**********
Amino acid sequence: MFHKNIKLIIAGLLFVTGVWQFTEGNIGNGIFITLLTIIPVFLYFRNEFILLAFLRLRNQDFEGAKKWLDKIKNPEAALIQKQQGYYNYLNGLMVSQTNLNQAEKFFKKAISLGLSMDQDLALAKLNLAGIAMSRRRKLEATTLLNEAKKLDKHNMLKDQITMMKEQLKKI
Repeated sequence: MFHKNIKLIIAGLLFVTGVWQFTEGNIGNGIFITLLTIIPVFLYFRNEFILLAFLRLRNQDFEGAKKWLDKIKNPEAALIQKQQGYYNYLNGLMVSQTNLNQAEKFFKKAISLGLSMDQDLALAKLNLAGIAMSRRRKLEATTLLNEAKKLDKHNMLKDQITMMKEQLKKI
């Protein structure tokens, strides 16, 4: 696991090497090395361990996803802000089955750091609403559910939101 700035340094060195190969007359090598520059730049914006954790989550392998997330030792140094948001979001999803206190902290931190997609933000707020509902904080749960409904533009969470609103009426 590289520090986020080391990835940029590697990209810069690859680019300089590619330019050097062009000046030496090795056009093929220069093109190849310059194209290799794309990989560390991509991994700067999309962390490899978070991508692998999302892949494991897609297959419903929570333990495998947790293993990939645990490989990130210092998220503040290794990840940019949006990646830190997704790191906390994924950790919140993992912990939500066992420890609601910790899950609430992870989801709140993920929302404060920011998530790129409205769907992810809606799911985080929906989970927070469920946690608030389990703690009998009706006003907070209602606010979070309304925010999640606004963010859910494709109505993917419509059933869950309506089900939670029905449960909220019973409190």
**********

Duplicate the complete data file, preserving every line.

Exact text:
Amino acid sequence: MFHKNIKLIIAGLLFVTGVWQFTEGNIGNGIFITLLTIIPVFLYFRNEFILLAFLRLRNQDFEGAKKWLDKIKNPEAALIQKQQGYYNYLNGLMVSQTNLNQAEKFFKKAISLGLSMDQDLALAKLNLAGIAMSRRRKLEATTLLNEAKKLDKHNMLKDQITMMKEQLKKI
Repeated sequence: MFHKNIKLIIAGLLFVTGVWQFTEGNIGNGIFITLLTIIPVFLYFRNEFILLAFLRLRNQDFEGAKKWLDKIKNPEAALIQKQQGYYNYLNGLMVSQTNLNQAEKFFKKAISLGLSMDQDLALAKLNLAGIAMSRRRKLEATTLLNEAKKLDKHNMLKDQITMMKEQLKKI
């Protein structure tokens, strides 16, 4: 696991090497090395361990996803802000089955750091609403559910939101 700035340094060195190969007359090598520059730049914006954790989550392998997330030792140094948001979001999803206190902290931190997609933000707020509902904080749960409904533009969470609103009426 590289520090986020080391990835940029590697990209810069690859680019300089590619330019050097062009000046030496090795056009093929220069093109190849310059194209290799794309990989560390991509991994700067999309962390490899978070991508692998999302892949494991897609297959419903929570333990495998947790293993990939645990490989990130210092998220503040290794990840940019949006990646830190997704790191906390994924950790919140993992912990939500066992420890609601910790899950609430992870989801709140993920929302404060920011998530790129409205769907992810809606799911985080929906989970927070469920946690608030389990703690009998009706006003907070209602606010979070309304925010999640606004963010859910494709109505993917419509059933869950309506089900939670029905449960909220019973409190």